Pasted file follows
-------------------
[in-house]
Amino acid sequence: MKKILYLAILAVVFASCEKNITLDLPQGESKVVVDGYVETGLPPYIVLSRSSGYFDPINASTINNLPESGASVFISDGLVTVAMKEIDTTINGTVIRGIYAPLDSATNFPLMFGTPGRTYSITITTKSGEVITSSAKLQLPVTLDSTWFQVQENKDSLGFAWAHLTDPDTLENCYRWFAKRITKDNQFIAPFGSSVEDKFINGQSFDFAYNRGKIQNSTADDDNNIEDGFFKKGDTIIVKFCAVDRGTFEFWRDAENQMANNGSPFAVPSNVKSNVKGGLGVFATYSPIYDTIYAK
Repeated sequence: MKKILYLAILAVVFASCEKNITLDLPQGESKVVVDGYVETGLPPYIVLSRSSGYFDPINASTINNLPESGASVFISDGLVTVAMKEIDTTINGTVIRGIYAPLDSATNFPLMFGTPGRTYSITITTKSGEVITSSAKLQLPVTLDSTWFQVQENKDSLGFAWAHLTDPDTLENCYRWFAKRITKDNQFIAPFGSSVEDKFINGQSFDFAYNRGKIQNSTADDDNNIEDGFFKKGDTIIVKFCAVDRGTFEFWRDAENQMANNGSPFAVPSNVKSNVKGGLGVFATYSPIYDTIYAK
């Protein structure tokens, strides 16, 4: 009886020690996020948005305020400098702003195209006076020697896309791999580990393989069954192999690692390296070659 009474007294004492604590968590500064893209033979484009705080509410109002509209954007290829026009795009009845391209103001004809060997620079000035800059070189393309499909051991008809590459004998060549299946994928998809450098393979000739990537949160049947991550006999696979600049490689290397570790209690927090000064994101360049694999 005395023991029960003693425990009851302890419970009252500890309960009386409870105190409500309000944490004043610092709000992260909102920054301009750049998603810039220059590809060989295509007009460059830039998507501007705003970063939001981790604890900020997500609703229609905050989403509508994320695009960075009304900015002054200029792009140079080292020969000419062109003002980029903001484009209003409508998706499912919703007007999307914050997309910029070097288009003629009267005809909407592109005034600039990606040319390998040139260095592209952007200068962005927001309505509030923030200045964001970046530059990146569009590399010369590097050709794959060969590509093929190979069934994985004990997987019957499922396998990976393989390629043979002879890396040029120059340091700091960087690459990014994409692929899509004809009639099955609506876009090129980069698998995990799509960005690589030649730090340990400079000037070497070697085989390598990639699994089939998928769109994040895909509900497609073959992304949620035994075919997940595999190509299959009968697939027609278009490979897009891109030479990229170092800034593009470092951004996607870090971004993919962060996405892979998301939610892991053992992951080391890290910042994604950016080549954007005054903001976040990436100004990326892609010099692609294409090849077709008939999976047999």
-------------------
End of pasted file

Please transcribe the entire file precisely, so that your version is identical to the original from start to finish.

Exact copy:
[in-house]
Amino acid sequence: MKKILYLAILAVVFASCEKNITLDLPQGESKVVVDGYVETGLPPYIVLSRSSGYFDPINASTINNLPESGASVFISDGLVTVAMKEIDTTINGTVIRGIYAPLDSATNFPLMFGTPGRTYSITITTKSGEVITSSAKLQLPVTLDSTWFQVQENKDSLGFAWAHLTDPDTLENCYRWFAKRITKDNQFIAPFGSSVEDKFINGQSFDFAYNRGKIQNSTADDDNNIEDGFFKKGDTIIVKFCAVDRGTFEFWRDAENQMANNGSPFAVPSNVKSNVKGGLGVFATYSPIYDTIYAK
Repeated sequence: MKKILYLAILAVVFASCEKNITLDLPQGESKVVVDGYVETGLPPYIVLSRSSGYFDPINASTINNLPESGASVFISDGLVTVAMKEIDTTINGTVIRGIYAPLDSATNFPLMFGTPGRTYSITITTKSGEVITSSAKLQLPVTLDSTWFQVQENKDSLGFAWAHLTDPDTLENCYRWFAKRITKDNQFIAPFGSSVEDKFINGQSFDFAYNRGKIQNSTADDDNNIEDGFFKKGDTIIVKFCAVDRGTFEFWRDAENQMANNGSPFAVPSNVKSNVKGGLGVFATYSPIYDTIYAK
């Protein structure tokens, strides 16, 4: 009886020690996020948005305020400098702003195209006076020697896309791999580990393989069954192999690692390296070659 009474007294004492604590968590500064893209033979484009705080509410109002509209954007290829026009795009009845391209103001004809060997620079000035800059070189393309499909051991008809590459004998060549299946994928998809450098393979000739990537949160049947991550006999696979600049490689290397570790209690927090000064994101360049694999 005395023991029960003693425990009851302890419970009252500890309960009386409870105190409500309000944490004043610092709000992260909102920054301009750049998603810039220059590809060989295509007009460059830039998507501007705003970063939001981790604890900020997500609703229609905050989403509508994320695009960075009304900015002054200029792009140079080292020969000419062109003002980029903001484009209003409508998706499912919703007007999307914050997309910029070097288009003629009267005809909407592109005034600039990606040319390998040139260095592209952007200068962005927001309505509030923030200045964001970046530059990146569009590399010369590097050709794959060969590509093929190979069934994985004990997987019957499922396998990976393989390629043979002879890396040029120059340091700091960087690459990014994409692929899509004809009639099955609506876009090129980069698998995990799509960005690589030649730090340990400079000037070497070697085989390598990639699994089939998928769109994040895909509900497609073959992304949620035994075919997940595999190509299959009968697939027609278009490979897009891109030479990229170092800034593009470092951004996607870090971004993919962060996405892979998301939610892991053992992951080391890290910042994604950016080549954007005054903001976040990436100004990326892609010099692609294409090849077709008939999976047999």